A Study in Smallness: Richard Matheson’s The Shrinking Man

In this week’s Dispatches from The Secret Library, Dr Oliver Tearle analyses a science-fiction classic

Many of Richard Matheson’s narratives focus on lonely men. It was Matheson who wrote the screenplay for an early Steven Spielberg film, Duel (1971), which was based on one of Matheson’s own short stories. Like many of Matheson’s most famous stories, such as The Shrinking Man and I Am Legend, it is ultimately about the loneliness of modern man. The latter book, in which Robert Neville – played by Will Smith in the book’s most recent adaptation – finds himself the last human survivor of the zombie apocalypse, has tended to obscure the former. But The Shrinking Man is no minor work of throwaway genre fiction: the novel contains great themes and tackles deep-rooted human concerns, especially male concerns.

Matheson’s work has influenced a raft of great writers of fantasy, science fiction, and horror: Stephen King and Ray Bradbury are among the greats who have acknowledged a debt to him, with King calling Matheson, of all writers, the most important influence on him. Matheson’s 1956 novel The Shrinking Man is a tense and engaging tale about a man, Scott Carey, who, after coming into contact with radioactive waste, finds that he is shrinking at the rate of an inch per week. Once six feet tall, he is soon just one inch in height and living in his own cellar, estranged from his own wife and family, trying to avoid being eaten by the black widow spider that will soon be bigger than he is. (The original SF Masterworks reissue of this novel has a wonderfully chilling cover depicting this, pictured below right.) Rather than using conventional chapter titles, Matheson heads each section of the novel with Carey’s height at that stage of the narrative, suggesting how much time Carey has before he will, seemingly, become so small that he might cease to exist.

What happens at the end when he does drop below one inch is not for me to reveal here (no spoilers), but what makes the growing suspense and tension of the book so successful is the way Matheson varies the pace between dramatic action and Carey’s lonely and isolated musings upon the life he has been forced to leave behind and the (perhaps very short) future he has ahead of him. Matheson actually wrote The Shrinking Man while sitting in his own basement, looking around him for inspiration: what obstacles, such as the family’s cat or that seemingly ever-growing black spider, would a man face as he lived out his last days among such an environment? What tools might he bring to bear against these ‘foes’, such as a needle which might serve as a passably good lance?

What also makes The Shrinking Man more than your run-of-the-mill piece of science-fiction escapism is the commentary on endangered masculinity, or at least one idea of masculinity, in the post-war era. Carey’s physical shrinking is obviously the most potent symbol of this loss of male confidence in the context of the end of the Second World War, the shaking up of the concept of the American family, and the growing new threat of the Cold War (it is fitting that Carey’s minimisation is brought about by interaction with nuclear substances). But his diminution also has a knock-on effect: he is unable to go to work and so cannot be the breadwinner any more. He cannot make love to his wife. He cannot be a father. His great nemesis and threat becomes a spider – tellingly, a black widow which foreshadows his wife’s own soon-to-be-widowed status as well as pitting Matheson’s male protagonist against a deadly, literally man-eating female foe.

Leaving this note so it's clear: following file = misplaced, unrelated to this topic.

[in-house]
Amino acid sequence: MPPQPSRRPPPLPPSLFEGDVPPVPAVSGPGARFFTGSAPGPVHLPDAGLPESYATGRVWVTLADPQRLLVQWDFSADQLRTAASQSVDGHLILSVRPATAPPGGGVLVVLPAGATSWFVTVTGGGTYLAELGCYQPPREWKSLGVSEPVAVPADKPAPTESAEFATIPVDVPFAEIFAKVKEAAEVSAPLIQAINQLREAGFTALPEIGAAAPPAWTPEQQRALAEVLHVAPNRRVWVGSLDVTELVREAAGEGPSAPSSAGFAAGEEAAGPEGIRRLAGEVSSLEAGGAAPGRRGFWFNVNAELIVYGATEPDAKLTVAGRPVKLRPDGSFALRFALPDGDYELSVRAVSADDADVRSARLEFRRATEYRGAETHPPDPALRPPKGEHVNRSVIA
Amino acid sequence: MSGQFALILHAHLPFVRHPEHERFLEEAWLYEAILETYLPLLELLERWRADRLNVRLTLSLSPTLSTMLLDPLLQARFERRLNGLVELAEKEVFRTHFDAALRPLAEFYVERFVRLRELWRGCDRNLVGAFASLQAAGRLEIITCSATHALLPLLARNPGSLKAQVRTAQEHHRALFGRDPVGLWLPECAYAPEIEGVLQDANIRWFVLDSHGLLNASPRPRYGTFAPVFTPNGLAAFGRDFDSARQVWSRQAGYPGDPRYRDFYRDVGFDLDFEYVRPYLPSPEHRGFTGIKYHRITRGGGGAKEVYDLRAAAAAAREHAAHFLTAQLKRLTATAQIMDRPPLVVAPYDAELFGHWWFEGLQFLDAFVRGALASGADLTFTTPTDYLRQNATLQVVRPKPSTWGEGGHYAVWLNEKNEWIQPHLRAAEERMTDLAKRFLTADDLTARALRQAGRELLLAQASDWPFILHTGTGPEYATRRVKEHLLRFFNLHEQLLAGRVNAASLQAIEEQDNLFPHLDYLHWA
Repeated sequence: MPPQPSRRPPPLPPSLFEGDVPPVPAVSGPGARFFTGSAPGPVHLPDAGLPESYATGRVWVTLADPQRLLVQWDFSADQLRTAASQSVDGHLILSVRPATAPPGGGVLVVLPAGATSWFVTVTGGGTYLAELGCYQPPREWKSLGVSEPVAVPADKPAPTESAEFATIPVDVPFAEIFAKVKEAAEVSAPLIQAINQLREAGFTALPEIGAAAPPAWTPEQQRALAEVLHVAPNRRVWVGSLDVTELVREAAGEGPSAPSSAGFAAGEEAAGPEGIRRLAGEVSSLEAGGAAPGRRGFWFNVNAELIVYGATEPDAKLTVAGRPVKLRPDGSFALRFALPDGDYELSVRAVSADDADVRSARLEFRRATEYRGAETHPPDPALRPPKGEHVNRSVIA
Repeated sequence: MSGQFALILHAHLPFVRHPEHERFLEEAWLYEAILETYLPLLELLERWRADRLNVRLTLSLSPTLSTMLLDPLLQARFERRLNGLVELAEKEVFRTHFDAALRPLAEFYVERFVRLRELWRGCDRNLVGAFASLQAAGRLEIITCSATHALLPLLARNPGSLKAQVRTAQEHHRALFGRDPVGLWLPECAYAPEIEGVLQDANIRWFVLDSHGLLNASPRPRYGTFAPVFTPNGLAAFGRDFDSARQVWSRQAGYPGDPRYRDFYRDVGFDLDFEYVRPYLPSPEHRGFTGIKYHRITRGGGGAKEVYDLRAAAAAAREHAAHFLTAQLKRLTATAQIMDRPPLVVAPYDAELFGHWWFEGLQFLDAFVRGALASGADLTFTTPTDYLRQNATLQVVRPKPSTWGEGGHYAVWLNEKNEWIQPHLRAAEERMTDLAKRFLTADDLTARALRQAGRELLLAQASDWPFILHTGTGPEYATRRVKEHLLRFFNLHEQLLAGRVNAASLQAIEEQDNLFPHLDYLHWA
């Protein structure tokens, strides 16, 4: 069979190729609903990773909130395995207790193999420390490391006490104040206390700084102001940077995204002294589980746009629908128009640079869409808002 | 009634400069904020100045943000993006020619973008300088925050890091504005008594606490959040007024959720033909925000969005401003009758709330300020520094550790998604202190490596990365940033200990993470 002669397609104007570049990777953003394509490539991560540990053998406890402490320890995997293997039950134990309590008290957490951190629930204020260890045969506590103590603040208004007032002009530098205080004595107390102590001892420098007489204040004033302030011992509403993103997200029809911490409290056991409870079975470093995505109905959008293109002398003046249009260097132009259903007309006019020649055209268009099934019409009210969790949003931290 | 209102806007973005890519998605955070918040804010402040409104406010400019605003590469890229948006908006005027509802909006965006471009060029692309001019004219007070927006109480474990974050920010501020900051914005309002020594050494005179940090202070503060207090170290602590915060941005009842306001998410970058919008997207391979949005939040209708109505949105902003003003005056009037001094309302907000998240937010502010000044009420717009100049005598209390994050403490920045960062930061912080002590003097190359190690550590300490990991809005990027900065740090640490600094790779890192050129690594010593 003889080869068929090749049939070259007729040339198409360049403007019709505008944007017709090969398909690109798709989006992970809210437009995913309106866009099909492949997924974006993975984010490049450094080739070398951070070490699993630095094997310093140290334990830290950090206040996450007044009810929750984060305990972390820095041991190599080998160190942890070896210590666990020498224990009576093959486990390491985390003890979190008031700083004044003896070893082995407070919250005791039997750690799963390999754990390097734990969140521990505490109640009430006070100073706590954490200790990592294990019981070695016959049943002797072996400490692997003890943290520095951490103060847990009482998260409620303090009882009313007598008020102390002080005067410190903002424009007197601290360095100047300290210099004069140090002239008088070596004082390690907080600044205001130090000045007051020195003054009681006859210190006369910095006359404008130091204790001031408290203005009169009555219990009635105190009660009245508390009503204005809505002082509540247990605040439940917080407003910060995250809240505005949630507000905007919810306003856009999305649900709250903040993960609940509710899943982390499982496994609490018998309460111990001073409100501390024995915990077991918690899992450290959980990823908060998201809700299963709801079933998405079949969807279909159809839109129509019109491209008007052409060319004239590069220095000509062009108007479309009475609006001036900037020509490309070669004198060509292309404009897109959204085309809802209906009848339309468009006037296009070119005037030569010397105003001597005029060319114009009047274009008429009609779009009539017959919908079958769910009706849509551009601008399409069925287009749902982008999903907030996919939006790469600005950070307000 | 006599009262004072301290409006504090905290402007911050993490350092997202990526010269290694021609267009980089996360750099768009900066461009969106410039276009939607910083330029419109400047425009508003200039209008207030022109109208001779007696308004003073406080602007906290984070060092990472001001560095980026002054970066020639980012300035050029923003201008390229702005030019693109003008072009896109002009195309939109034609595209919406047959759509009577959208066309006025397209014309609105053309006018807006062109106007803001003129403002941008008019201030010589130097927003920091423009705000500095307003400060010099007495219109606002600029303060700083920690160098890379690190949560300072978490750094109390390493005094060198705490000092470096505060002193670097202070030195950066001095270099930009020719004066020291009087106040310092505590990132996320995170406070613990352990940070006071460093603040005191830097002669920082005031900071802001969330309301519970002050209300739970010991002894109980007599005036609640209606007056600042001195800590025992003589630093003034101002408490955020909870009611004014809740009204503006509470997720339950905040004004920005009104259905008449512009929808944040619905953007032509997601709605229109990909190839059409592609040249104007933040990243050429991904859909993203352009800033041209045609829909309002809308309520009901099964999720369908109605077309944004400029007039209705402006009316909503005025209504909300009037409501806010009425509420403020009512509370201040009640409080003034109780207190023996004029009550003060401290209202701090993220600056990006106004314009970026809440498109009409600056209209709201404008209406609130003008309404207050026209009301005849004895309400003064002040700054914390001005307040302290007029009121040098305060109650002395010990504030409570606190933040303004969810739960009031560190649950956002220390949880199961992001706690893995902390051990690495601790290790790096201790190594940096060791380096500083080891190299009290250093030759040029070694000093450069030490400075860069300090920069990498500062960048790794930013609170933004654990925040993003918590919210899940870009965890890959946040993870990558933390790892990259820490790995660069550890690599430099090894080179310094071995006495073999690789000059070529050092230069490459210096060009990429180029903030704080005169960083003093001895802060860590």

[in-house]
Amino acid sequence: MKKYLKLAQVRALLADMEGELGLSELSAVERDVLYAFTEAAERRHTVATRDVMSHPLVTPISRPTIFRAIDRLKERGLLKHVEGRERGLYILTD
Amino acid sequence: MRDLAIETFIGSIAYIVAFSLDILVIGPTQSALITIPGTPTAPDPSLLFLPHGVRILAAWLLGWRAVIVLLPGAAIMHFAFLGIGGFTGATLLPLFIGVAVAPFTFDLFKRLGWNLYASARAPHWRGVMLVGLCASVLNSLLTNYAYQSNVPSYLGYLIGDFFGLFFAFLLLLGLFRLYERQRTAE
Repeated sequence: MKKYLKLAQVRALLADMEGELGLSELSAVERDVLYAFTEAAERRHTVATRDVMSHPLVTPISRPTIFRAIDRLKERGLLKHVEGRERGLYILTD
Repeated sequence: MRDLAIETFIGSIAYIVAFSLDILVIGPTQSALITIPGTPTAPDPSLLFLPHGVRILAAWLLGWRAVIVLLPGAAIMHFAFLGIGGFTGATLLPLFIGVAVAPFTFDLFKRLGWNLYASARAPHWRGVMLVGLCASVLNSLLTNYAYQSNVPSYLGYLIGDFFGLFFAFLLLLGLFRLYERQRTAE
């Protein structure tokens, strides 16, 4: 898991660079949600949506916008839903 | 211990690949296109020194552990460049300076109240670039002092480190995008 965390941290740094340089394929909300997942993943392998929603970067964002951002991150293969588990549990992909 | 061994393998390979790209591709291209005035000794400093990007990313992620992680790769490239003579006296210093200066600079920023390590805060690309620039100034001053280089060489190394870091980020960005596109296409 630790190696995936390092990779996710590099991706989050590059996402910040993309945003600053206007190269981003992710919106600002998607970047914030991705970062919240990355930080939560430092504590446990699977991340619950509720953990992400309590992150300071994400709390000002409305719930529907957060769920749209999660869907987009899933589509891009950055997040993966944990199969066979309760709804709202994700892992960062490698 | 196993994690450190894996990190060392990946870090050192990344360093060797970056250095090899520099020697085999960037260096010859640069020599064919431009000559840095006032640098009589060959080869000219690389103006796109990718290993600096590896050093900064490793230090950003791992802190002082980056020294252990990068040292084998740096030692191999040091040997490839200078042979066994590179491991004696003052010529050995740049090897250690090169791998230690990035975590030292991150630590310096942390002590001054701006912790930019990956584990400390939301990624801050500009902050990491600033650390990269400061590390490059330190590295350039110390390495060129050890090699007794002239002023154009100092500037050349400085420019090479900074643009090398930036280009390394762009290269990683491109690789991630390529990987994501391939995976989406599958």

Writers get inspiration from a range of surprising places. The Shrinking Man, of all things, was inspired by a comedy film. According to Stephen King, Matheson got the idea for The Shrinking Man – which, along with I Am Legend, is regarded as his greatest contribution to science fiction and horror – after watching a 1953 comedy film, Let’s Do It Again, in which Ray Milland puts on the wrong hat. The hat comes down over his ears as it’s too big for him. What if Milland had actually begun to shrunk, Matheson began to wonder, and that was why the hat was too big for his head? Fittingly, since the novel was inspired by a film, The Shrinking Man has also been successfully adapted for the big screen, as The Incredible Shrinking Man.

For my money, it is this novel as opposed to I Am Legend that is Richard Matheson’s finest work, though many readers will disagree. But if you’re a fan of SF or horror and looking for something new to read, you could do far worse than pick up a copy of The Shrinking Man. It’s been reprinted in the SF Masterworks series as The Shrinking Man (S.F. MASTERWORKS).

Discover more forgotten literary curiosities with our Secret Library archive.

Oliver Tearle is the author of The Secret Library: A Book-Lovers’ Journey Through Curiosities of History, available now from Michael O’Mara Books.

5 thoughts on “A Study in Smallness: Richard Matheson’s The Shrinking Man”

  1. I have always thought that I would very much like to read ‘I am Legend’ but now you have me considering this work too – although it doesn’t half sound like another version of Kafka’s ‘Metamorphosis’ and it would be hard to imagine a story topping that particular theme.

    I’m tempted to see if there’s a collected works of Matheson. Another to add to the list perhaps…

    • Matheson told Stephen King (who wrote to him when he was working on his study of horror, Danse Macabre) that he preferred I Am Legend, and I’m probably in a minority in preferring The Shrinking Man. But they’re both absolute classics of their era. Penguin have a selection of Matheson’s short stories, I think – and the SF Masterworks editions of I Am Legend and The Shrinking Man tend to be available online for a few quid second-hand!


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